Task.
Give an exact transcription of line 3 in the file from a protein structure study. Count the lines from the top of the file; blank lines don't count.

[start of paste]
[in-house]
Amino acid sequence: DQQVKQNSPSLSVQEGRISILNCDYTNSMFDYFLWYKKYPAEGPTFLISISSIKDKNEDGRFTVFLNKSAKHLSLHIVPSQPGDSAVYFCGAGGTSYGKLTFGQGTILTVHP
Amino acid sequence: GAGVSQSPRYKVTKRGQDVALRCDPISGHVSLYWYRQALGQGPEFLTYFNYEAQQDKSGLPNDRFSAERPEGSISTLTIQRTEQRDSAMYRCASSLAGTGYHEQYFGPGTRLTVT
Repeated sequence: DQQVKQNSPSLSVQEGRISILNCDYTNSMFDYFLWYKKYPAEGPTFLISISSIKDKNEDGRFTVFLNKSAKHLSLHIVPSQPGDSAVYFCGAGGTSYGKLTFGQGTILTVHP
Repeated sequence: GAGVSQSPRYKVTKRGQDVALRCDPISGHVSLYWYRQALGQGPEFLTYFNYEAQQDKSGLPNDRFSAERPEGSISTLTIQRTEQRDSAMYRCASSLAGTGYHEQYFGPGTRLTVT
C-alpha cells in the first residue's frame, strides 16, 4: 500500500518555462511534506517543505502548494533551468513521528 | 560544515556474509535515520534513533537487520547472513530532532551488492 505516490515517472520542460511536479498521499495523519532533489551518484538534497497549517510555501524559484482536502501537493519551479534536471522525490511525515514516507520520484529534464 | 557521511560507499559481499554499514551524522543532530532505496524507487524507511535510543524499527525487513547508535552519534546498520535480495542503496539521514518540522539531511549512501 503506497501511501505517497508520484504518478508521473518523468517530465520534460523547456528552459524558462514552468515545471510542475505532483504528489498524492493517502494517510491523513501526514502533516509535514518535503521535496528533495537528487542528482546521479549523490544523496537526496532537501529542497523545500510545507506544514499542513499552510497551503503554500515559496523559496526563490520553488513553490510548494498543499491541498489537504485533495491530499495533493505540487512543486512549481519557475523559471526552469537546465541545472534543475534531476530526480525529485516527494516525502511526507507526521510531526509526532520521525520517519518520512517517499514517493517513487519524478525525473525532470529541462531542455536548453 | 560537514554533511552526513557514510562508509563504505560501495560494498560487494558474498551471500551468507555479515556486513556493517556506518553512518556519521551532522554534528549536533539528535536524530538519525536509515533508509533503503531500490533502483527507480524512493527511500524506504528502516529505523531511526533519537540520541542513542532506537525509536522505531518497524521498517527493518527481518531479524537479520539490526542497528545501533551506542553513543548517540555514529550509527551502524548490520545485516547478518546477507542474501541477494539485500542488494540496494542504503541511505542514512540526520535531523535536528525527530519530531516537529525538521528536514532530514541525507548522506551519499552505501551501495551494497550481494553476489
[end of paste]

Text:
Amino acid sequence: GAGVSQSPRYKVTKRGQDVALRCDPISGHVSLYWYRQALGQGPEFLTYFNYEAQQDKSGLPNDRFSAERPEGSISTLTIQRTEQRDSAMYRCASSLAGTGYHEQYFGPGTRLTVT